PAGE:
by Rob Williams on March 3, 2009 in Graphics & Displays
The first mid-range offering of NVIDIA’s GeForce 200 series is here, in the form of the GTS 250. As a follow-up to the company’s 9800 GTX+, we already have a good idea of what to expect. But, various improvements aim to make things interesting, such as a redesigned PCB, smaller form-factor, single PCI-E connector, improved temperatures and refreshed pricing.
The Need for Speed series is one that remains close to my heart, as I’ve been played through each title since the release of the second title. Although the series has taken some strange turns most recently, the series still manages to deliver a great arcade-like experience that can be enjoyed by NFS die-hards and casual gamers alike. Sadly, more serious racing fans have had to look elsewhere lately, so hopefully the next NFS incarnation will finally perfect what fans are really looking for.
While ProStreet diverted from the usual “open-world” design, Undercover returned to it. Also returning are police cars, a favorite of most fans. I’m a firm believer that most NFS titles should include police chases, and for the most part, they’re executed well in Undercover. There’s not too much that exists in this world that proves more frustrating than running over a spike strip after a clean 30-minute run, though.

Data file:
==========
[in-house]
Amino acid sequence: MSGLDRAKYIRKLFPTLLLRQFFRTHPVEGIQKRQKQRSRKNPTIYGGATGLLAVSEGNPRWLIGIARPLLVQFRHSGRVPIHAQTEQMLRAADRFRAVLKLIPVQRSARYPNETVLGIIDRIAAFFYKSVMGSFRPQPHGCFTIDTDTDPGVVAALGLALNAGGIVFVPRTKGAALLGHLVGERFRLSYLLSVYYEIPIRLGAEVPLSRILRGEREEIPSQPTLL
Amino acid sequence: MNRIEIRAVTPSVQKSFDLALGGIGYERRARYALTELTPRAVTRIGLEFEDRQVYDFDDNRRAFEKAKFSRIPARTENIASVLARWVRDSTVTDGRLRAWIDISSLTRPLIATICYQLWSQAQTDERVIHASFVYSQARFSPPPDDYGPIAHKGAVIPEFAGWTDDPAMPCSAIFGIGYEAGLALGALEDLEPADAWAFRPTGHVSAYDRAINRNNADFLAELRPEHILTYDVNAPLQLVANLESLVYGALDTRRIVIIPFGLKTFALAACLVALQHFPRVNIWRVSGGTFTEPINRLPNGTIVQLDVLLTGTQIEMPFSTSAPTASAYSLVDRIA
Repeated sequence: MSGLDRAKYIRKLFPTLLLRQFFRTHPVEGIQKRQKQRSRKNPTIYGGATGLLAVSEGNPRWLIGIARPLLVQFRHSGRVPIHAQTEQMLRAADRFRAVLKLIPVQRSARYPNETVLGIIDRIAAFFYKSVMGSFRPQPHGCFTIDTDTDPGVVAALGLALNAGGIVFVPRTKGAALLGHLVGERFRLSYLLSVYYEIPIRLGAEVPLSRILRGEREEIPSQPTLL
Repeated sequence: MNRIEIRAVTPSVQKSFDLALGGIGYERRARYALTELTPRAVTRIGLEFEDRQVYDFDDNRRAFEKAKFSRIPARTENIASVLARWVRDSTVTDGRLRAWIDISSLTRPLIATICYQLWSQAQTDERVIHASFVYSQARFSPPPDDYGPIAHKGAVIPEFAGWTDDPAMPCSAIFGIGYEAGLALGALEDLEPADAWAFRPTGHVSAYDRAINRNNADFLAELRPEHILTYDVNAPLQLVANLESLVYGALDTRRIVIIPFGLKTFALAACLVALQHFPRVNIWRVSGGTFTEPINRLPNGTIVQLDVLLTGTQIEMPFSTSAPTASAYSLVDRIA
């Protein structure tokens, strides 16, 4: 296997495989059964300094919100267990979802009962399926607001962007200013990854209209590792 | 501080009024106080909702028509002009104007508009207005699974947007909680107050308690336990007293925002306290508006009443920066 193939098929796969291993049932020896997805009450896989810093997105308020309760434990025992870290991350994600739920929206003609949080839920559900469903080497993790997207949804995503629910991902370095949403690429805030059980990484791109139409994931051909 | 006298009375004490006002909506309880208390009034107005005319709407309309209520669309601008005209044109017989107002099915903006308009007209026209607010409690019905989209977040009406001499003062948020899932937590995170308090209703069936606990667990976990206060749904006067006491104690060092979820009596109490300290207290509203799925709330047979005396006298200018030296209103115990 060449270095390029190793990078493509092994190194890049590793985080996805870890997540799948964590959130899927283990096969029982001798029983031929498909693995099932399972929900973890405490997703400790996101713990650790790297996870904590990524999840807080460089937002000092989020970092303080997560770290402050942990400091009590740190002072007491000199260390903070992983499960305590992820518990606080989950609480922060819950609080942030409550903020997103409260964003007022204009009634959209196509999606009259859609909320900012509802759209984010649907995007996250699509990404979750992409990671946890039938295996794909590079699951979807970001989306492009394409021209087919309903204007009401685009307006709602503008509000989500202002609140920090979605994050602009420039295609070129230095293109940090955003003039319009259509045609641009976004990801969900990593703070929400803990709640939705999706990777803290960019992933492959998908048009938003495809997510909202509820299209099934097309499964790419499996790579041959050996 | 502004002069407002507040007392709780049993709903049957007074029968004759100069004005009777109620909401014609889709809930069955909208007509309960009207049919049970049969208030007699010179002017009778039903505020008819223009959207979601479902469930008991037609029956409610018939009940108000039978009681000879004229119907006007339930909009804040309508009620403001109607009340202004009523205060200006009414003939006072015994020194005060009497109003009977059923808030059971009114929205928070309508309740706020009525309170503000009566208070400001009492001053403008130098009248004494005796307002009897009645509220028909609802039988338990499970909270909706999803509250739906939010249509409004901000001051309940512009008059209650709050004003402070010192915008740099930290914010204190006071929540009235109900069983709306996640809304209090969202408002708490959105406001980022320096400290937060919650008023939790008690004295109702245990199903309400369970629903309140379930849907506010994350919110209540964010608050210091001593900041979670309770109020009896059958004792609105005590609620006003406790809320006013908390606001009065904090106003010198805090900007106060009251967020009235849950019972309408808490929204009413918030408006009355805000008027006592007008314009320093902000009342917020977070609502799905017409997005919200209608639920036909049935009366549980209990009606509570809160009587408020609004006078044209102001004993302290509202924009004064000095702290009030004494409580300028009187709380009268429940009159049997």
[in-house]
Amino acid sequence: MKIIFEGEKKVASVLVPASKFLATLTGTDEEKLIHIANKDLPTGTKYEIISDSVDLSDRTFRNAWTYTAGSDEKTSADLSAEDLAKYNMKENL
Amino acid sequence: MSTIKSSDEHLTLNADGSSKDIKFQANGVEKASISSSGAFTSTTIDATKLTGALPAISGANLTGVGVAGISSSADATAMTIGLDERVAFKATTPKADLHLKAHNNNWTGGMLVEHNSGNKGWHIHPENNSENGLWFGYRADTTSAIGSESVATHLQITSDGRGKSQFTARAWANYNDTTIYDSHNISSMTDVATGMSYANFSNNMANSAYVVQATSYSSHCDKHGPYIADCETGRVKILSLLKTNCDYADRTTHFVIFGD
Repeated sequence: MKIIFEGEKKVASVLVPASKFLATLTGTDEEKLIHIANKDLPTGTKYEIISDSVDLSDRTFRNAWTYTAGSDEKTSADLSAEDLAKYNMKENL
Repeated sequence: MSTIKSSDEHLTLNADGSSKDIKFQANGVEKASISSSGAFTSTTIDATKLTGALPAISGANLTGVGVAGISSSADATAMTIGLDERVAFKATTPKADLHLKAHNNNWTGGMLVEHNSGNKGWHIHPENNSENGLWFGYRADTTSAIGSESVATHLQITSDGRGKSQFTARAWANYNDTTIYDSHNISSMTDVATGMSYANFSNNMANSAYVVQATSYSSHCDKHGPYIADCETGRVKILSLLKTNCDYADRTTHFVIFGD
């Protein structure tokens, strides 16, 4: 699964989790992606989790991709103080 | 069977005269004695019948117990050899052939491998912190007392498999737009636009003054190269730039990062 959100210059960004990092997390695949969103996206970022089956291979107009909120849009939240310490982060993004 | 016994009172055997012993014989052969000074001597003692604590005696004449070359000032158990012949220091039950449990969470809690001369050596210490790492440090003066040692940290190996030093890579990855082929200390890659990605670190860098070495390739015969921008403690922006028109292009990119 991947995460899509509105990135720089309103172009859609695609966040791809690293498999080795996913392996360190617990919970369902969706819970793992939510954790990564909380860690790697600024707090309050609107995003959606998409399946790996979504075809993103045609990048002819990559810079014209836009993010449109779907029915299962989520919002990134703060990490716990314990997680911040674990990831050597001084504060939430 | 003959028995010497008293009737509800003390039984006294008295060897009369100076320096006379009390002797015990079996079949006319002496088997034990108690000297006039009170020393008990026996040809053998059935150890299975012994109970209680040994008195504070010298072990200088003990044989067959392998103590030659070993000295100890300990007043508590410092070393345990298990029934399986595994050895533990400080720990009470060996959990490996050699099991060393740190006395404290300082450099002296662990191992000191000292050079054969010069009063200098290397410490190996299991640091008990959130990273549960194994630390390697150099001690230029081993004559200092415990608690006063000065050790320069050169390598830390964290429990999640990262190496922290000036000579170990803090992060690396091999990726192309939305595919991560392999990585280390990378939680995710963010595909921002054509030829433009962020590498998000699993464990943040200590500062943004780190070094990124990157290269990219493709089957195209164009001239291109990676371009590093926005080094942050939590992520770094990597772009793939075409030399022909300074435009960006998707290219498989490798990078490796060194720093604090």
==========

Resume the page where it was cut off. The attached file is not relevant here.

For all of our tests, the graphics settings available are maxed out to their highest ability, with 4xAA being our chosen Anti-Aliasing setting.
This particular game loves NVIDIA cards, and that’s obvious by the fact that this is the first set of graphs that show the GTS 250 and 9800 GTX+ performing better than higher-end ATI cards. There’s great performance across the board though, from all cards.
As mentioned in previous GPU content, due to a bug with NVIDIA’s drivers, 2560×1600 is not a selectable resolution on our Gateway XHD3000 display with a very small number of games, NFS Undercover being one of them. I was recently passed an alpha driver that enabled the ability to run this resolution, but it doesn’t include the profile for the GTS 250, so I was unable to test that card here at that resolution. Once NVIDIA finalizes this revised driver, I’ll update the entire graph with fresh results.